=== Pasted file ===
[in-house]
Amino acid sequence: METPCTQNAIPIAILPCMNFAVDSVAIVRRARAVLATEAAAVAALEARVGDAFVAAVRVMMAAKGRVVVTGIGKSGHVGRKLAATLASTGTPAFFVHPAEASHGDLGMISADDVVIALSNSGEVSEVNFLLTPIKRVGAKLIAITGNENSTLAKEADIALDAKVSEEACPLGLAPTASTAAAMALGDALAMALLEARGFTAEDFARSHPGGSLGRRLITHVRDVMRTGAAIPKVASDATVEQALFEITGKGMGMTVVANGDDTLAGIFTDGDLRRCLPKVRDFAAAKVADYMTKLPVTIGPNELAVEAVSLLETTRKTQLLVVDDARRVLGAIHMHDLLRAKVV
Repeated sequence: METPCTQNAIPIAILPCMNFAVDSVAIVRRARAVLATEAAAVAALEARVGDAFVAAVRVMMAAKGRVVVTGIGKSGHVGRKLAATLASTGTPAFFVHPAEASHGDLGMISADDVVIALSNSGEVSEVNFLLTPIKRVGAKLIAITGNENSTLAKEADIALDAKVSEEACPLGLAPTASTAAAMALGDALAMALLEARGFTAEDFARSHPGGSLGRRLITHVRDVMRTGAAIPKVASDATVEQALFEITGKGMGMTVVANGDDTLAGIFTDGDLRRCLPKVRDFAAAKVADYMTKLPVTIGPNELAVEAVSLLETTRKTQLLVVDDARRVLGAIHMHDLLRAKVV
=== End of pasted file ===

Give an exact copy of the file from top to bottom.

[in-house]
Amino acid sequence: METPCTQNAIPIAILPCMNFAVDSVAIVRRARAVLATEAAAVAALEARVGDAFVAAVRVMMAAKGRVVVTGIGKSGHVGRKLAATLASTGTPAFFVHPAEASHGDLGMISADDVVIALSNSGEVSEVNFLLTPIKRVGAKLIAITGNENSTLAKEADIALDAKVSEEACPLGLAPTASTAAAMALGDALAMALLEARGFTAEDFARSHPGGSLGRRLITHVRDVMRTGAAIPKVASDATVEQALFEITGKGMGMTVVANGDDTLAGIFTDGDLRRCLPKVRDFAAAKVADYMTKLPVTIGPNELAVEAVSLLETTRKTQLLVVDDARRVLGAIHMHDLLRAKVV
Repeated sequence: METPCTQNAIPIAILPCMNFAVDSVAIVRRARAVLATEAAAVAALEARVGDAFVAAVRVMMAAKGRVVVTGIGKSGHVGRKLAATLASTGTPAFFVHPAEASHGDLGMISADDVVIALSNSGEVSEVNFLLTPIKRVGAKLIAITGNENSTLAKEADIALDAKVSEEACPLGLAPTASTAAAMALGDALAMALLEARGFTAEDFARSHPGGSLGRRLITHVRDVMRTGAAIPKVASDATVEQALFEITGKGMGMTVVANGDDTLAGIFTDGDLRRCLPKVRDFAAAKVADYMTKLPVTIGPNELAVEAVSLLETTRKTQLLVVDDARRVLGAIHMHDLLRAKVV